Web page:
The OECD on Thursday lowered its expectations for global growth, saying it was disappointed with the world’s economic performance, and urging governments to do better.
Global growth of gross domestic product (GDP) for 2016 is now projected at 3.0 percent, down from a previous forecast of 3.3 percent, as financial instability, sluggish demand and weak investment take their toll, the 34-member Organisation for Economic Cooperation and Development said in its latest interim outlook.
If confirmed, this would be no better than last year’s growth, “itself the slowest pace in the past five years”, the OECD quipped, adding that economic actors had failed to make good use of cheap oil and easy credit.
“Global growth prospects have practically flat-lined, recent data have disappointed and indicators point to slower growth in major economies, despite the boost from low oil prices and low interest rates,” OECD Chief Economist Catherine Mann told a news conference.
The forecast came in well below a long-run average of around 3.75 percent, the OECD said, expressing disappointment that advanced economies “in recovery” and emerging economies in “convergence mode” were still failing to produce better results.
The OECD urged governments to adopt a strong collective response to revive sagging global growth by implementing fiscal policies favouring investment-led spending in a climate of austerity.
“Monetary policy cannot work alone,” it said, in reference to high-profile action by leading central banks to cut interest rates and inject money into the banking system.
Instead fiscal policy also needed to become expansionary, and structural economic reform accelerated “to strengthen growth and reduce financial risks”.
In its November outlook, the OECD had already downgraded its initial 2016 estimate, citing stagnating trade amid a slowdown in China.
But it said it felt compelled to do so again, while also revising downward an initial November projection for 2017 to 3.3 percent from 3.6 percent in an environment likely to impact most severely on the United States, the eurozone and economies reliant on commodity exports.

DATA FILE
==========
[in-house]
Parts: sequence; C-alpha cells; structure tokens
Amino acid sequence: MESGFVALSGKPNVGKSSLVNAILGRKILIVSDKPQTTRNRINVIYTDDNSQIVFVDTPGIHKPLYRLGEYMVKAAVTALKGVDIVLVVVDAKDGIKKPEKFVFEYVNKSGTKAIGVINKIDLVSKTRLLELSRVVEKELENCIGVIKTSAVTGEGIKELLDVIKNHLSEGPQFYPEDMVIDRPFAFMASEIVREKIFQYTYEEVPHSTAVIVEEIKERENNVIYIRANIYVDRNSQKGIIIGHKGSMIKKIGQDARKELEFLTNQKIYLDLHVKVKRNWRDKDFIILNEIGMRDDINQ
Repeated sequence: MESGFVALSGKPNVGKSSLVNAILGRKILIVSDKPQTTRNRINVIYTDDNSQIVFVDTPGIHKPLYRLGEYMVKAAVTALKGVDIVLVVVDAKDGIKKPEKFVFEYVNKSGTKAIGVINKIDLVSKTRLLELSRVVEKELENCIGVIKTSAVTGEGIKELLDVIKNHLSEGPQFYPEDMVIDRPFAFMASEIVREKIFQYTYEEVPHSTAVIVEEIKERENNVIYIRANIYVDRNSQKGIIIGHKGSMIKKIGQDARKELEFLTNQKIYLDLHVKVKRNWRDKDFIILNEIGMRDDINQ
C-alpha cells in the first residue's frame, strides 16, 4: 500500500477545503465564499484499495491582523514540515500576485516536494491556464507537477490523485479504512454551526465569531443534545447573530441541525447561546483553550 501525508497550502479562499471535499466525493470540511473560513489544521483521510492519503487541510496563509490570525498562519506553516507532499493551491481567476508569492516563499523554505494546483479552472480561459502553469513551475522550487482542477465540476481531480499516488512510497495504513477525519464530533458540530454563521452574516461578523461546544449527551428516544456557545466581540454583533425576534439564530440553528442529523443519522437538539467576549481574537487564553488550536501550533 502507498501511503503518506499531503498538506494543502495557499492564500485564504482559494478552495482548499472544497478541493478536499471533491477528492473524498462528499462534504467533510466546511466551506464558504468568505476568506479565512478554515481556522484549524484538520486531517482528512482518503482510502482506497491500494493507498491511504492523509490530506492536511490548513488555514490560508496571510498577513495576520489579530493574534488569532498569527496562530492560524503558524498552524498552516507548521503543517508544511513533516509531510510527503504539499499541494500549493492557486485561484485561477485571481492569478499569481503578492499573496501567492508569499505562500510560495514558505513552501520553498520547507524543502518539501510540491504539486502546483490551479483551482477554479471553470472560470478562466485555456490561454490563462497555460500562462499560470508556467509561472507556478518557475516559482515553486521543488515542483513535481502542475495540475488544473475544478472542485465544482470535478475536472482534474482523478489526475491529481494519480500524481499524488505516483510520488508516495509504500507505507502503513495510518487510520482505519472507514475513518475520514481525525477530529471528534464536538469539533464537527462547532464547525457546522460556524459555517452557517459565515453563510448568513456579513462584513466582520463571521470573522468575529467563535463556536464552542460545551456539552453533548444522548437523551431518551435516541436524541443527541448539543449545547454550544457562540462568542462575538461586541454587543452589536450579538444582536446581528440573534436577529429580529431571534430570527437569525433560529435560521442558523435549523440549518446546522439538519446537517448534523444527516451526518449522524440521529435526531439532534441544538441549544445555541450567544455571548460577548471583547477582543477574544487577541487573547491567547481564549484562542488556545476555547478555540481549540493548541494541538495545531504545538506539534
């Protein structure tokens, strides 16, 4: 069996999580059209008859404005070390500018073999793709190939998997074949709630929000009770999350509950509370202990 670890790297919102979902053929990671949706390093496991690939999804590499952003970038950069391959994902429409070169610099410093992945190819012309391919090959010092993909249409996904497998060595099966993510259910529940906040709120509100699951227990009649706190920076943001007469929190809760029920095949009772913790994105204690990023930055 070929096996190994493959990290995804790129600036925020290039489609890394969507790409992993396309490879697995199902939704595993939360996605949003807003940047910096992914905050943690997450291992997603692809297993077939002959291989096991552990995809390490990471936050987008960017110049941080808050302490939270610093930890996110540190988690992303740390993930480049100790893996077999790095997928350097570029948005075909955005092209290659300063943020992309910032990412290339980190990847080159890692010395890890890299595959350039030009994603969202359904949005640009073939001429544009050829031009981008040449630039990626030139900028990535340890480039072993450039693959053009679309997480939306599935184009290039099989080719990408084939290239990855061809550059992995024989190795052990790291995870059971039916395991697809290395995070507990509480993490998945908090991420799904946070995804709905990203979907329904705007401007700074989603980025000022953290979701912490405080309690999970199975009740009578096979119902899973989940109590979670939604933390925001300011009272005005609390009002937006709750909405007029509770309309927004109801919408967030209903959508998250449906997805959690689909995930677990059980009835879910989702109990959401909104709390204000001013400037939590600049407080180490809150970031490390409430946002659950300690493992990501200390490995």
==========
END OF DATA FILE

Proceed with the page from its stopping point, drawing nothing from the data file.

– Tackle collectively –
“A stronger collective policy response is needed to strengthen demand,” said the organisation a week before G-20 finance ministers and central bank governors meet in Shanghai.
The downgrade reflects “a broad range of disappointing incoming data for the fourth quarter of 2015 and the weakness and volatility in global financial markets”, trends “apparent in both advanced and emerging economies,” said the OECD, identifying as further risks emerging market currency volatility and debt, notably in Russia, Turkey and Brazil.
It added poor growth prospects were pushing down equity prices, helping to spark recent market volatility.
“Structural reform momentum has slowed,” said the OECD, identifying a combination of negatives affecting the global outlook, with fuel and commodity prices in a trough amid sluggish demand while China stays stuck in third gear.
The body, which repeatedly cut its 2015 outlook from an initial 3.7 percent, said that relatively healthy growth in emerging countries had in previous years partially compensated for a slowdown in advanced nations, but this was no longer the case.
“Sluggish growth is reflected in weak trade and has contributed to recent falls in commodity prices.”
One means of reviving growth would be to commit to greater public investment, said the OECD, which provides policy analysis and advice to its member states.
Although global trade flows are edging back from last year’s stormy waters, they “remain subdued” with lower export demand for advanced economies flattening growth last year by around five percentage points.
On a country by country basis, the OECD reduced its 2016 GDP growth forecast for the United States by 0.5 points to 2.0 percent.
For sputtering EU locomotive Germany, it cut its 2016 prediction also by 0.5 points to 1.3 percent, compared to Berlin’s own forecast of 1.7 percent.
The forecast for China was unchanged on the November assessment of 6.5 percent, Japan was revised down 0.2 points to just 0.8 percent while India got a small upward revision of 0.1 points to 7.4 percent.
But Brazil, in freefall after being hit severely by plunging commodity prices and falling Chinese-led demand, was downgraded by 2.8 percentage points to a 4.0 percent contraction.